It seems clear that from an early age J.L. Carr wanted to write and be read. Here I have listed all the evidence I can find for things written by Carr before he moved to Kettering in 1951. This is an arbitrary date but it precedes his return to Huron and The Old Timers (1957), the Northamptonshire County Cricket League Yearbooks (1956-1961), his editorship of The Northants Campaigner (1962-1970) and, of course, his novels (1963-1993).
Castleford Secondary School, 1925-1930
J.L. Carr started to write while at Castleford Secondary School. According to Rogers (2003) Carr started a form magazine which he called
The Torch and wrote most of the contents himself. There was a single copy which he charged boys a halfpenny to read; members of staff were charged 3 pence (which is equivalent to about 75 pence in 2019).
It is likely that JLC wrote for the school magazine of Castleford Secondary School, which was called
The Legiolian. There are copies of this magazine in the West Yorkshire Archive in Wakefield, but sadly no issues between 1910 and 1930 are present. If anyone has copies of
The Legiolian from the period 1925 to 1930, I would love to see them. Please contact me.
During his last year at Castleford Secondary School JLC wrote an essay which was submitted to a national competition organised by the Royal Institute of British Architects. It was reported in the
Yorkshire Post and Leeds Intelligencer:
Under the scheme promoted by the Institute for interesting school children in architecture, the prize for sketches and scale drawings was won by H.I. Gordon, a student of Hymers College, Hull. Another Yorkshire success is that of J.L. Carr, of Castleford Secondary School, whose essay on Sherburn-in-Elmet Parish Church has been highly commended.
Dudley Training College for Teachers, 1931-1933
While he was studying at Dudley Training College for Teachers, JLC was editor of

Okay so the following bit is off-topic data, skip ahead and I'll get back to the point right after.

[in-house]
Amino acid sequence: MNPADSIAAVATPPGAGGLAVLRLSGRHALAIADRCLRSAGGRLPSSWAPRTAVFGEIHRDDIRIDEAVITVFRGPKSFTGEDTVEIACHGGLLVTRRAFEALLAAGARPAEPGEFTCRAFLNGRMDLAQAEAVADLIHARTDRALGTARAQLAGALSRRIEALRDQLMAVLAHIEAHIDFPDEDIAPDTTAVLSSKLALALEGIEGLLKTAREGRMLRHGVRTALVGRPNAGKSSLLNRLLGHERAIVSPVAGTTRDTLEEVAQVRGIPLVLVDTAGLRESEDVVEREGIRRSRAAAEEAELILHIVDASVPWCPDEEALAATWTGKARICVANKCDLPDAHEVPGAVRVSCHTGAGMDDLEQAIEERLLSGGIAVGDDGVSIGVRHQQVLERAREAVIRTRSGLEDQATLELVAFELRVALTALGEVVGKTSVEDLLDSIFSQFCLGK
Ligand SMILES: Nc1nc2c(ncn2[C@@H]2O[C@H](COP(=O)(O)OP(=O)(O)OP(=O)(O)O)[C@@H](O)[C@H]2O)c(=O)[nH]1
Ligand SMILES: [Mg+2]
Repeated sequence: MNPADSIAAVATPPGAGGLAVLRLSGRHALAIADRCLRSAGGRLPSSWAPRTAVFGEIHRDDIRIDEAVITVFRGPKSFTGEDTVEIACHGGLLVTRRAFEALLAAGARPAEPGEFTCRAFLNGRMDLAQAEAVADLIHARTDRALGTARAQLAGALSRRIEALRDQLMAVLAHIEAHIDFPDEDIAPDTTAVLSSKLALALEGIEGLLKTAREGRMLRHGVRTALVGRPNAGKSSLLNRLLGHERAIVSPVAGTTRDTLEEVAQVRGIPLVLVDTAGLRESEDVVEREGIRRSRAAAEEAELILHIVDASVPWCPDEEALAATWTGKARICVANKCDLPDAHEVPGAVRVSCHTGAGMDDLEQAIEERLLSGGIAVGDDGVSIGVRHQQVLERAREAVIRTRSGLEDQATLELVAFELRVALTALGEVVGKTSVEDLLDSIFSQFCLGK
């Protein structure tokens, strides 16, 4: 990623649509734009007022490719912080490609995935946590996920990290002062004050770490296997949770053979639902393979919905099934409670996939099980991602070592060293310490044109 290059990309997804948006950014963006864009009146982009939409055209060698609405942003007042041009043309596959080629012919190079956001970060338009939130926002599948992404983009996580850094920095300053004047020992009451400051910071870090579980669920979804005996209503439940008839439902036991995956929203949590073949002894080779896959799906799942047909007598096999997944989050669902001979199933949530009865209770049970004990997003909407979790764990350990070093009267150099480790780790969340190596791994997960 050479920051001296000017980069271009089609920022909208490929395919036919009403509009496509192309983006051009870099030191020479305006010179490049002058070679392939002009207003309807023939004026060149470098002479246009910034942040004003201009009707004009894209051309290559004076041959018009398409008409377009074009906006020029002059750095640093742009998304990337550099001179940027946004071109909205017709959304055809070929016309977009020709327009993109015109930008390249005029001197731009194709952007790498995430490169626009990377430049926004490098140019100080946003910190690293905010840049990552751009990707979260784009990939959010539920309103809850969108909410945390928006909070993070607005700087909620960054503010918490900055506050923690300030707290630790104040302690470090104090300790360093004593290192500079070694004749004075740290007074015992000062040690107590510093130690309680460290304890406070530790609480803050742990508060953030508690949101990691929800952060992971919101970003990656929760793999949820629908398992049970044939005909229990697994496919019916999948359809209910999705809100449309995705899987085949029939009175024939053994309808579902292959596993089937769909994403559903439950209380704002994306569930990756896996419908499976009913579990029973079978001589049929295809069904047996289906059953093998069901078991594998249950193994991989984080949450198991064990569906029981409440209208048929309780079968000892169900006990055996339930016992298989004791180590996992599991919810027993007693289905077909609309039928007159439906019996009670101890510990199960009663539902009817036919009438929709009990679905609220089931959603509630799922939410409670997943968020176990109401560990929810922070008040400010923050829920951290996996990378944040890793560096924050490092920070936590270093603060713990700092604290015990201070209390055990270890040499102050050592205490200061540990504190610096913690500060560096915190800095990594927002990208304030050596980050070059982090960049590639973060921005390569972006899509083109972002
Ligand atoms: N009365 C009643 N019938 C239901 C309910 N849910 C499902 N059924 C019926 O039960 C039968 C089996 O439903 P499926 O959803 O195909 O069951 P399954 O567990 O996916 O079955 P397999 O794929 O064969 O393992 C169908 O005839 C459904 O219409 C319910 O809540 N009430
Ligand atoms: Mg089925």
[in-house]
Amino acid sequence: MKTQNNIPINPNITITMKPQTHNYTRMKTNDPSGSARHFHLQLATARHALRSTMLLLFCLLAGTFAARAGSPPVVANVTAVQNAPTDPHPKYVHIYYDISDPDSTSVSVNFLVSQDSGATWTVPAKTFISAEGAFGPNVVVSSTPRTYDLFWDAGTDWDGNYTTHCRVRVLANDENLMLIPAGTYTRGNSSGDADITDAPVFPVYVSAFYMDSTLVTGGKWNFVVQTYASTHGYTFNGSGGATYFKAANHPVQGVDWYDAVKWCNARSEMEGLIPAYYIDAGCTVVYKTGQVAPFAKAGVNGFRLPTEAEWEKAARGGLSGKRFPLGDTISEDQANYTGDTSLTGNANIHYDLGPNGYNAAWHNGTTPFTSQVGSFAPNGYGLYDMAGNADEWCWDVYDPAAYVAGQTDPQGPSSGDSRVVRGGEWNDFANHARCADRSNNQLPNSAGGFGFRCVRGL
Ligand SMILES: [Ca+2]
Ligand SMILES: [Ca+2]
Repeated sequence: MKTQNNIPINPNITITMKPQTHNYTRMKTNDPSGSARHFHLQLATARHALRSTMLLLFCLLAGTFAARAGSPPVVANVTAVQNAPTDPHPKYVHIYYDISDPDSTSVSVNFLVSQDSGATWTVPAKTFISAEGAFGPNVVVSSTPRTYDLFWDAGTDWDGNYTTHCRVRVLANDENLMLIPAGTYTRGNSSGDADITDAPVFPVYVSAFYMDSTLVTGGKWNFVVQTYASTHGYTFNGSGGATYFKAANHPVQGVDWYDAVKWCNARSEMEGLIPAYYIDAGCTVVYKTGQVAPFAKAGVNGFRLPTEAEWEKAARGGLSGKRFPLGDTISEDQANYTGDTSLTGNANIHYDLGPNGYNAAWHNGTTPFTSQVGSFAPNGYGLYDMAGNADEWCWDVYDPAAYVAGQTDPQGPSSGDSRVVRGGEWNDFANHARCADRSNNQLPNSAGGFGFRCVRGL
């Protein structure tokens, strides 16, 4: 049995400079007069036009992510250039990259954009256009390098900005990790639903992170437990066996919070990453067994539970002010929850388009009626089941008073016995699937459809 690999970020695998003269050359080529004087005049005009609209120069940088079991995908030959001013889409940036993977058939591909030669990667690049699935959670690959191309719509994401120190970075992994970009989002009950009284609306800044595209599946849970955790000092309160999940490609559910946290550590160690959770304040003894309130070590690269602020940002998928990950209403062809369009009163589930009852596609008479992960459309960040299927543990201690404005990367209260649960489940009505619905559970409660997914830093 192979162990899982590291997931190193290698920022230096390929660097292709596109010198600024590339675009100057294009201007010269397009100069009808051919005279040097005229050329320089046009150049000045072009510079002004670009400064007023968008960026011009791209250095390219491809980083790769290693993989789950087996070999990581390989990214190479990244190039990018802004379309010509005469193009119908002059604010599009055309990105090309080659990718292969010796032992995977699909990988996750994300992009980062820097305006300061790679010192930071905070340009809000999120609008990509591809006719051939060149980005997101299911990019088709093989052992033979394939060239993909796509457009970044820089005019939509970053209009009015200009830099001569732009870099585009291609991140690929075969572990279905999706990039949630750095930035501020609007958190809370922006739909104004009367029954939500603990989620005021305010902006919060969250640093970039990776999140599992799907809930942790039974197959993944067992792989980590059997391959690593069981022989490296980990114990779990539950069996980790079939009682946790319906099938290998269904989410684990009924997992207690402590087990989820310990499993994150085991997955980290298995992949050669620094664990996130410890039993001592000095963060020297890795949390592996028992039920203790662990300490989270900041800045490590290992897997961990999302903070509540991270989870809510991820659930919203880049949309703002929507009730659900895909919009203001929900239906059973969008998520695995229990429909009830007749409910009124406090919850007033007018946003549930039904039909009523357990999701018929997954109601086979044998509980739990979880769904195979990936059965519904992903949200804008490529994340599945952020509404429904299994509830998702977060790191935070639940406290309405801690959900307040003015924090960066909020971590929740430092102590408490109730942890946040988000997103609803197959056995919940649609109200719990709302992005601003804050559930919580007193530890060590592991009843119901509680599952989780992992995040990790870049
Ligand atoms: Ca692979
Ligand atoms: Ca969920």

The Eagle, the students' magazine. Only the issue of Christmas 1932 has been seen in which the only signed material by Carr was an editorial.
Southampton, 1933-1936, Birmingham, 1936-1938, and Birmingham, 1939-40
There are several indications that Carr published short stories in the period 1933-1940.
First, the local newspaper in Huron, South Dakota,
The Evening Huronite, reported on 23rd June 1938 that the local teacher was due to be replaced by Mr J.L. Carr of Birmingham who besides being an English teacher, is a Shakespearian actor and short story writer. Carr had appeared as Bottom in a production of
A Midsummer Night's Dream while at Castleford Secondary School, which was reported by the
The Yorkshire Post, and he was Secretary of the Dramatic Society at Dudley Training College.
Second, when JLC was living in Handsworth Road in Birmingham, probably after he had returned from teaching in Huron, he wrote in a letter to his parents:
I'm glad you liked "Archdeacon Street" [possibly not recorded correctly]– it was rather good. The cheque came addressed to Mrs J.L.Carr . . . Mind you it was much exaggerated and not too like Beaufort Road. Still the thoughts of returning to Beaufort Road after home were quite as depressing as the description!! I now feel I have had some little revenge on boarding houses.
This seems to be about payment for a short story based on his experiences in lodgings in Edgbaston in about 1935, before he travelled to Huron. He was working on other stories, too:
Well on Thursday night I made my final draught of ‘Refuge in Strength’. Wrote 3000 odd words at one sitting & on Friday morning sent it off to Dorchester to be typed. Somehow I don’t like it so much now. Perhaps that’s because I have fogged it with too much cleaning, perhaps it isn’t so good as I first thought. Anyhow it will go into the firing line half way through next week. I shall try it on